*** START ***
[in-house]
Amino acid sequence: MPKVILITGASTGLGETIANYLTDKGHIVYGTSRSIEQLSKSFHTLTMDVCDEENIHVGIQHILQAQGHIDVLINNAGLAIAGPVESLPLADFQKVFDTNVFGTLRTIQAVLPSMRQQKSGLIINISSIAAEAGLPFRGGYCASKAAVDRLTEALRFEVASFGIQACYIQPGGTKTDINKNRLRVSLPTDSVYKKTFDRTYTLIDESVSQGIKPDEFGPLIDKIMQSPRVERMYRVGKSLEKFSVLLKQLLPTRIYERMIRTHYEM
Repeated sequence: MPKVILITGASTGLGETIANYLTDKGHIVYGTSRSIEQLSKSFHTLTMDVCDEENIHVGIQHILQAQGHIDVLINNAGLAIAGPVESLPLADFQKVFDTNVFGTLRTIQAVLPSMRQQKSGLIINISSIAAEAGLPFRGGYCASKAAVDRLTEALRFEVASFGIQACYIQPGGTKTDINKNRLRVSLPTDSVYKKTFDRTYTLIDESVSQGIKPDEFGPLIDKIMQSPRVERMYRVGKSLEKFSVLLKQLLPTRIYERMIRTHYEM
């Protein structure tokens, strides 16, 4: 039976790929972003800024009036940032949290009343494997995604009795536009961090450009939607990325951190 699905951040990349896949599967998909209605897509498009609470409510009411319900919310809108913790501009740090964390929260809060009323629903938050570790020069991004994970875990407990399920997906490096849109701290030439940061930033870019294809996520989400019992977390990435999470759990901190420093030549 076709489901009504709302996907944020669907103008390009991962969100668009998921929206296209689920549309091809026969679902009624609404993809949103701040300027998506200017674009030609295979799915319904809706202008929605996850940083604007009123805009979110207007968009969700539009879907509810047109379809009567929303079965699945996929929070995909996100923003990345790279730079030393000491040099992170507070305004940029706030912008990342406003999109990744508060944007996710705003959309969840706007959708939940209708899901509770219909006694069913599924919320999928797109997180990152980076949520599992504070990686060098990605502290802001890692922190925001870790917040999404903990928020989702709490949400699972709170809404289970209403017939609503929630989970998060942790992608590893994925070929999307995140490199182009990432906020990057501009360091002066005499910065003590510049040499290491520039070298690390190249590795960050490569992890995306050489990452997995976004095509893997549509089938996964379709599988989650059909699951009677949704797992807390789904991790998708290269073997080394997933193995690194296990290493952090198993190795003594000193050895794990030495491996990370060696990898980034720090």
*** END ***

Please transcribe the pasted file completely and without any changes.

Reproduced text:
[in-house]
Amino acid sequence: MPKVILITGASTGLGETIANYLTDKGHIVYGTSRSIEQLSKSFHTLTMDVCDEENIHVGIQHILQAQGHIDVLINNAGLAIAGPVESLPLADFQKVFDTNVFGTLRTIQAVLPSMRQQKSGLIINISSIAAEAGLPFRGGYCASKAAVDRLTEALRFEVASFGIQACYIQPGGTKTDINKNRLRVSLPTDSVYKKTFDRTYTLIDESVSQGIKPDEFGPLIDKIMQSPRVERMYRVGKSLEKFSVLLKQLLPTRIYERMIRTHYEM
Repeated sequence: MPKVILITGASTGLGETIANYLTDKGHIVYGTSRSIEQLSKSFHTLTMDVCDEENIHVGIQHILQAQGHIDVLINNAGLAIAGPVESLPLADFQKVFDTNVFGTLRTIQAVLPSMRQQKSGLIINISSIAAEAGLPFRGGYCASKAAVDRLTEALRFEVASFGIQACYIQPGGTKTDINKNRLRVSLPTDSVYKKTFDRTYTLIDESVSQGIKPDEFGPLIDKIMQSPRVERMYRVGKSLEKFSVLLKQLLPTRIYERMIRTHYEM
């Protein structure tokens, strides 16, 4: 039976790929972003800024009036940032949290009343494997995604009795536009961090450009939607990325951190 699905951040990349896949599967998909209605897509498009609470409510009411319900919310809108913790501009740090964390929260809060009323629903938050570790020069991004994970875990407990399920997906490096849109701290030439940061930033870019294809996520989400019992977390990435999470759990901190420093030549 076709489901009504709302996907944020669907103008390009991962969100668009998921929206296209689920549309091809026969679902009624609404993809949103701040300027998506200017674009030609295979799915319904809706202008929605996850940083604007009123805009979110207007968009969700539009879907509810047109379809009567929303079965699945996929929070995909996100923003990345790279730079030393000491040099992170507070305004940029706030912008990342406003999109990744508060944007996710705003959309969840706007959708939940209708899901509770219909006694069913599924919320999928797109997180990152980076949520599992504070990686060098990605502290802001890692922190925001870790917040999404903990928020989702709490949400699972709170809404289970209403017939609503929630989970998060942790992608590893994925070929999307995140490199182009990432906020990057501009360091002066005499910065003590510049040499290491520039070298690390190249590795960050490569992890995306050489990452997995976004095509893997549509089938996964379709599988989650059909699951009677949704797992807390789904991790998708290269073997080394997933193995690194296990290493952090198993190795003594000193050895794990030495491996990370060696990898980034720090």